Guest Blog: Tips for Raising an Independent Adult



Occasionally, we invite a guest blogger to contribute to the Hartney Law blog. Today, Nisa Libbey offers some great tips for helping your teens become more responsible.

Teens want to be responsible. Really.

So let’s just imagine that your teen right now, like mine, is hanging out with his laptop “goofing off” as my son and I have agreed to call his recreational computer time. You might be thinking about the frosty reception you would likely receive if you dropped by and said something like “Hey, when are you unloading the dishwasher?” or “How about scooping up the dirty clothes in your room and putting them through the wash?”

So what do I mean about teens wanting responsibility? They don’t act like they do!

Here’s your iron-clad argument: Your teens want to individuate. This means they want to become independent adults. They love us, but they want to leave us – this is the way of things. This means that  most of them will need to learn how to run a household, do laundry, take out the trash on the right day, create a budget, fill out a job application, remember when to change the oil in the car, etc. Your responsibility at this stage is to make sure they acquire as many of these skills as they are mature enough to learn while still under your direct supervision. Imagine you’ll be gone forever starting next week. What do you want your teens to know how to do? When I was a freshman in college and living in a dorm, I was shocked to learn that many of my peers had never learned how to do their own laundry. This means that someone else, probably mom, did laundry for them for the preceding eighteen or so years. Let’s just say that these new college students didn’t have a clue how to handle their clothes. WHAT?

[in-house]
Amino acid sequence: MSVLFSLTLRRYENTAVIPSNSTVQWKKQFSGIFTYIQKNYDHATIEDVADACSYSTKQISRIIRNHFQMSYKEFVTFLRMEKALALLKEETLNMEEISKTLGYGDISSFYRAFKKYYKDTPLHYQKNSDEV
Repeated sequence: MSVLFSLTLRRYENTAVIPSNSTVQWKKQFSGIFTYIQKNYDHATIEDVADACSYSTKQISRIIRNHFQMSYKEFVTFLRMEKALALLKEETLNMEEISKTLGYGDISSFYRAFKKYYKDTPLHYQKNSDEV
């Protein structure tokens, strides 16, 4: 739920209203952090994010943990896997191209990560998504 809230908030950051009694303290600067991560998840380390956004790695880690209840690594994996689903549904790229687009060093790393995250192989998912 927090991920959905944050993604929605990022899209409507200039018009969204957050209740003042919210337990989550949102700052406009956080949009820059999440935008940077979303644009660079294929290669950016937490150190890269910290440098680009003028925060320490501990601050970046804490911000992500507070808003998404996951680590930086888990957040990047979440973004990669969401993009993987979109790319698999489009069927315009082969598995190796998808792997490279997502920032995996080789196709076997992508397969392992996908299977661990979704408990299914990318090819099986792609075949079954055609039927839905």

So, to avoid this, you tell yours that, as really mature teens in training for independent living, they will need to learn how to be responsible for certain tasks and that they will need to practice their developing skills over time to become proficient. Emphasize that fact that your teens will need LOTS of practice. Your special needs teens need the same treatment.

Here are a few tips:

  • Don’t hand out orders. Teens hate that.
  • Do suggest a short list of options to focus on and let your teen decide what to work on. If you want to encourage your teen to work on something in particular, try pairing that task with less savory tasks. For example, if you really want your teen to rake the leaves off the front lawn, create a list including lawn raking with other tasks he’s less likely to choose such as scrubbing out two toilets and washing out the trash can. Odds are, you get to handle the toilets and the trash can and he’ll be out there raking and feeling like he got a great deal.
  • Do make a list. If your teen is very visual, make a list of pictures or sketches. Ideally your teen makes the list or sketches. Make sure they include little check boxes in their list. If your teen complains about your stupid sketches, definitely hand over the list-making to him or her.